Like what you've read?

On Line Opinion is the only Australian site where you get all sides of the story. We don't
charge, but we need your support. Here�s how you can help.

  • Advertise

    We have a monthly audience of 70,000 and advertising packages from $200 a month.

  • Volunteer

    We always need commissioning editors and sub-editors.

  • Contribute

    Got something to say? Submit an essay.

 The National Forum   Donate   Your Account   On Line Opinion   Forum   Blogs   Polling   About   
On Line Opinion logo ON LINE OPINION - Australia's e-journal of social and political debate


On Line Opinion is a not-for-profit publication and relies on the generosity of its sponsors, editors and contributors. If you would like to help, contact us.


RSS 2.0

The mine that funded an empire

By Tom Clifford - posted Friday, 26 August 2011

For US$9 a day, workers toil in the bowels of a mine that once funded an empire.

When the Spanish came to Cerro Rico (Rich Mountain) in the 16th century, they hoped to find gold. But the cone-shaped mountain looming over the city of Potosi and now riddled with makeshift tunnels and unstable shaft systems produced silver.

“You could build a silver bridge from the mountain to Madrid from what was mined here,” said Freddy Suarez, a guide who takes visitors to see Cerro Rico.


“For 20 years I worked in the mine after starting at 10. My father was a miner here too. There is still as much silver in there as has been taken out, but it is getting harder to get to and more dangerous. Tunnel collapses are common and the dangers our ancestors faced are still present.”

A century after the Spanish arrived, Potosi was one of the biggest cities in Latin America and the wealthiest in the world. The busy extraction of silver and other minerals also made it the largest site of physical exploitation in the world, right through the 17th century.

“Vale un Potosi” (It is worth a Potosi) became a commonly used expression to describe vast wealth, after Quixote blurted it out in Cervantes’s Don Quixote.

But the apparent wealth of Potosi, the highest city in the world at 4,090 metres, overlooked the human sacrifice that made it possible.

Countless natives were taken into forced servitude to toil in the mines alongside African and Indian slaves, working in squalid and extremely dangerous conditions. While records of fatalities were not kept, historians and geologists estimate that about eight million perished in Potosi during the Spanish colonial period, from 1546 to 1825.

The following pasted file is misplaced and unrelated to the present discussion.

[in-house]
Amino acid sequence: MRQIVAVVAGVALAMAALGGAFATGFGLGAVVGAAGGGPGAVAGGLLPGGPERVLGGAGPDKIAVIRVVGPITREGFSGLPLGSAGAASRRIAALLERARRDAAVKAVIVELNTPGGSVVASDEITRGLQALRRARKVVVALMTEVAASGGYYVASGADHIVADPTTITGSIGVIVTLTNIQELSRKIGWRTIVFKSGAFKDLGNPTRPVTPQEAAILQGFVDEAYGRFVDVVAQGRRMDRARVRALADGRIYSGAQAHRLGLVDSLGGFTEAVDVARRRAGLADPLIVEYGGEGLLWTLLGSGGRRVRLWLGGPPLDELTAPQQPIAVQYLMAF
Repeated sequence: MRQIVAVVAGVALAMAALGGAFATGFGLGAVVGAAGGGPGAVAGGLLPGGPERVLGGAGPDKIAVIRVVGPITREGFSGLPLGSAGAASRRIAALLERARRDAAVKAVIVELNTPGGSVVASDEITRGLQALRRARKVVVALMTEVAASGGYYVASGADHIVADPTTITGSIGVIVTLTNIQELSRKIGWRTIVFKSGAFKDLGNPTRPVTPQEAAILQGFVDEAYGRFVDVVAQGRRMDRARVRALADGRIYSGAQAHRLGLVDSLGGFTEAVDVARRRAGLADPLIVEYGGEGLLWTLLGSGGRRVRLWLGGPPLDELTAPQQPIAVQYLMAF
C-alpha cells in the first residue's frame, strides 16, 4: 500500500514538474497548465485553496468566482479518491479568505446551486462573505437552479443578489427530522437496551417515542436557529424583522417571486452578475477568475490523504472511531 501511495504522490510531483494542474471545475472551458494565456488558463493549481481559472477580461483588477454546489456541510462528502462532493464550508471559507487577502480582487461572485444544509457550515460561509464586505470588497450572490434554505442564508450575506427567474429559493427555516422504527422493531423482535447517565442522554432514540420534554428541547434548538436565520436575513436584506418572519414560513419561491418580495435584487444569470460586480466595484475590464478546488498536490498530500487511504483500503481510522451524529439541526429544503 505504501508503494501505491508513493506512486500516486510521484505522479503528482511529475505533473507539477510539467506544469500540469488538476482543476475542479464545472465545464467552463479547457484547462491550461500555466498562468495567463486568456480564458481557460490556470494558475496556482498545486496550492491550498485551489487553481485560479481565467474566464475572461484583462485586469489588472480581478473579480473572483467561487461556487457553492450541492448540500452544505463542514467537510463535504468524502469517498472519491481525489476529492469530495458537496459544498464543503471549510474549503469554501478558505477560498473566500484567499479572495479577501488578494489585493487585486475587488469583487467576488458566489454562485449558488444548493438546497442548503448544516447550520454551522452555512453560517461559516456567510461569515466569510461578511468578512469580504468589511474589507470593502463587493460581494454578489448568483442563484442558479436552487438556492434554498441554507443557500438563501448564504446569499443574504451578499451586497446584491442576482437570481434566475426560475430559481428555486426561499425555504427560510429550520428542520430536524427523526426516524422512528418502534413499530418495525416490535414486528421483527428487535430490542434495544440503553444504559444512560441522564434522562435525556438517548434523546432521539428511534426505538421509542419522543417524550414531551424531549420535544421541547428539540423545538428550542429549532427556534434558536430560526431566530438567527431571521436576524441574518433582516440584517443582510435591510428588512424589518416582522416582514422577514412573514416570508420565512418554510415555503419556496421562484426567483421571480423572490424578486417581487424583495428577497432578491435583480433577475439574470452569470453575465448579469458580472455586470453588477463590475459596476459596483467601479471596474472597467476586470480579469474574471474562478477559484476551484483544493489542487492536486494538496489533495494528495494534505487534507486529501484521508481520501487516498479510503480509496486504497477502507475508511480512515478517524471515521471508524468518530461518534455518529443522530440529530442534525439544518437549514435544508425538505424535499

“Miners believe that their ghosts are still in the mines,” Mr Suarez said, adding that Cerro Rico’s nickname – The Mountain That Eats Men – is still used today.


After coming out of Potosi’s cobbled, narrow streets, the road up to the mine is dotted with stalls selling cigarettes, dynamite, ammonia and soft drinks to tourists, all meant to be given as presents to the miners.

Small treats, perhaps, given the lives these men lead.

Working conditions in the mine are primitive: the air is unbearably hot and stuffy due to a lack of ventilation and is thick with dust generated from the blasting of rocks. The tunnels are poorly lit and narrow, restricting the workers’ movement. The only signs of modernity are the pneumatic drills that have replaced pick axes.

  1. Pages:
  2. Page 1
  3. 2
  4. All

Discuss in our Forums

See what other readers are saying about this article!

Click here to read & post comments.

3 posts so far.

Share this:
reddit this reddit thisbookmark with Del.icio.usdigg thisseed newsvineSeed NewsvineStumbleUpon StumbleUponsubmit to propellerkwoff it

About the Author

Tom Clifford worked as a freelance journalist in South America in 2009, covering Bolivian and Argentine affairs. Now in China, he has worked for newspapers in the Middle East, Africa, Europe and the Far East.

Other articles by this Author

All articles by Tom Clifford

Creative Commons LicenseThis work is licensed under a Creative Commons License.

Article Tools
Comment 3 comments
Print Printable version
Subscribe Subscribe
Email Email a friend

About Us Search Discuss Feedback Legals Privacy